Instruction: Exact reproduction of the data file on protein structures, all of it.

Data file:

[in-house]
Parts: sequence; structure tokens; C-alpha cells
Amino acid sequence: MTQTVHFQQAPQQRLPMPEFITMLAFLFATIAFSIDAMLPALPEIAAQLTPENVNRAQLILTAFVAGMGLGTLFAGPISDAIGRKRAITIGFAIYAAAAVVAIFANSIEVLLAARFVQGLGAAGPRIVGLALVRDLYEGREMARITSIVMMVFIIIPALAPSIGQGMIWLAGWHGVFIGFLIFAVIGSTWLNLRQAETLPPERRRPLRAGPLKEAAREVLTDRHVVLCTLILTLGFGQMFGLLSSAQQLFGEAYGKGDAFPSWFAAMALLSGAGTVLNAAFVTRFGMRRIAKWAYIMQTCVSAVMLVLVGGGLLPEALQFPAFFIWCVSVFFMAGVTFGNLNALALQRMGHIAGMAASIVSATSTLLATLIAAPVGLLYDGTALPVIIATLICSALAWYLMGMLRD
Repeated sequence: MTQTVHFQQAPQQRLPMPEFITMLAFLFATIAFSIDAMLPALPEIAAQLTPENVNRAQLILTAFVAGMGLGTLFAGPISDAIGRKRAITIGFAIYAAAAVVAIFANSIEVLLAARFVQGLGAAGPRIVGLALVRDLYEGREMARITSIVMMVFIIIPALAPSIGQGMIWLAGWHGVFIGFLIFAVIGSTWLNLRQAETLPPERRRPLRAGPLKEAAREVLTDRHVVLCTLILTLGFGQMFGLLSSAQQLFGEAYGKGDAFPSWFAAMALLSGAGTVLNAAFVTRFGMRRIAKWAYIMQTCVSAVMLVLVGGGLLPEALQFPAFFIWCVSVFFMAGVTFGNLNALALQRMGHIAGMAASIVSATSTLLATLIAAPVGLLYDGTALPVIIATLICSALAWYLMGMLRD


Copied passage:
[in-house]
Parts: sequence; structure tokens; C-alpha cells
Amino acid sequence: MTQTVHFQQAPQQRLPMPEFITMLAFLFATIAFSIDAMLPALPEIAAQLTPENVNRAQLILTAFVAGMGLGTLFAGPISDAIGRKRAITIGFAIYAAAAVVAIFANSIEVLLAARFVQGLGAAGPRIVGLALVRDLYEGREMARITSIVMMVFIIIPALAPSIGQGMIWLAGWHGVFIGFLIFAVIGSTWLNLRQAETLPPERRRPLRAGPLKEAAREVLTDRHVVLCTLILTLGFGQMFGLLSSAQQLFGEAYGKGDAFPSWFAAMALLSGAGTVLNAAFVTRFGMRRIAKWAYIMQTCVSAVMLVLVGGGLLPEALQFPAFFIWCVSVFFMAGVTFGNLNALALQRMGHIAGMAASIVSATSTLLATLIAAPVGLLYDGTALPVIIATLICSALAWYLMGMLRD
Repeated sequence: MTQTVHFQQAPQQRLPMPEFITMLAFLFATIAFSIDAMLPALPEIAAQLTPENVNRAQLILTAFVAGMGLGTLFAGPISDAIGRKRAITIGFAIYAAAAVVAIFANSIEVLLAARFVQGLGAAGPRIVGLALVRDLYEGREMARITSIVMMVFIIIPALAPSIGQGMIWLAGWHGVFIGFLIFAVIGSTWLNLRQAETLPPERRRPLRAGPLKEAAREVLTDRHVVLCTLILTLGFGQMFGLLSSAQQLFGEAYGKGDAFPSWFAAMALLSGAGTVLNAAFVTRFGMRRIAKWAYIMQTCVSAVMLVLVGGGLLPEALQFPAFFIWCVSVFFMAGVTFGNLNALALQRMGHIAGMAASIVSATSTLLATLIAAPVGLLYDGTALPVIIATLICSALAWYLMGMLRD